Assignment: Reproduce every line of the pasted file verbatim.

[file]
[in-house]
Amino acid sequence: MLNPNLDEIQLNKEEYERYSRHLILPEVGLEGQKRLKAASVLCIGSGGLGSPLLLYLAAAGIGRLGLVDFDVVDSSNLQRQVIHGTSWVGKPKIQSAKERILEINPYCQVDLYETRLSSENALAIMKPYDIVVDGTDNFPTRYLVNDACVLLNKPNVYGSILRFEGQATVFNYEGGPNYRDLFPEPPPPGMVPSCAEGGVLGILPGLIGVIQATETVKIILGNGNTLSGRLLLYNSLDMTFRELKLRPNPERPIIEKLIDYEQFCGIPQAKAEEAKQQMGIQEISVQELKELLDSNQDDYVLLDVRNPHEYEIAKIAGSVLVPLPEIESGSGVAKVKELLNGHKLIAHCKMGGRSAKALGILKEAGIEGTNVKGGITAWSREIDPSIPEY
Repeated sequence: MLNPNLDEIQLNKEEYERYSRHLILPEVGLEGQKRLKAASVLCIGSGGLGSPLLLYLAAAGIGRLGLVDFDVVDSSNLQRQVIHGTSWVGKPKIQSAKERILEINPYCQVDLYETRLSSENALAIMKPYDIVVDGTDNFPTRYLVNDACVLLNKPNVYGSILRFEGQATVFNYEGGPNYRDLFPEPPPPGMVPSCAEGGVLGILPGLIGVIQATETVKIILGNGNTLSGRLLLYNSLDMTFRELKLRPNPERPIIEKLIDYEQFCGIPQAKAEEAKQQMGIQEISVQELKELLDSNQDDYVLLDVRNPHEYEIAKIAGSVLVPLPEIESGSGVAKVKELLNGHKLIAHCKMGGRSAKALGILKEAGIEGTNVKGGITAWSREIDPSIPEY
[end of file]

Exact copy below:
[in-house]
Amino acid sequence: MLNPNLDEIQLNKEEYERYSRHLILPEVGLEGQKRLKAASVLCIGSGGLGSPLLLYLAAAGIGRLGLVDFDVVDSSNLQRQVIHGTSWVGKPKIQSAKERILEINPYCQVDLYETRLSSENALAIMKPYDIVVDGTDNFPTRYLVNDACVLLNKPNVYGSILRFEGQATVFNYEGGPNYRDLFPEPPPPGMVPSCAEGGVLGILPGLIGVIQATETVKIILGNGNTLSGRLLLYNSLDMTFRELKLRPNPERPIIEKLIDYEQFCGIPQAKAEEAKQQMGIQEISVQELKELLDSNQDDYVLLDVRNPHEYEIAKIAGSVLVPLPEIESGSGVAKVKELLNGHKLIAHCKMGGRSAKALGILKEAGIEGTNVKGGITAWSREIDPSIPEY
Repeated sequence: MLNPNLDEIQLNKEEYERYSRHLILPEVGLEGQKRLKAASVLCIGSGGLGSPLLLYLAAAGIGRLGLVDFDVVDSSNLQRQVIHGTSWVGKPKIQSAKERILEINPYCQVDLYETRLSSENALAIMKPYDIVVDGTDNFPTRYLVNDACVLLNKPNVYGSILRFEGQATVFNYEGGPNYRDLFPEPPPPGMVPSCAEGGVLGILPGLIGVIQATETVKIILGNGNTLSGRLLLYNSLDMTFRELKLRPNPERPIIEKLIDYEQFCGIPQAKAEEAKQQMGIQEISVQELKELLDSNQDDYVLLDVRNPHEYEIAKIAGSVLVPLPEIESGSGVAKVKELLNGHKLIAHCKMGGRSAKALGILKEAGIEGTNVKGGITAWSREIDPSIPEY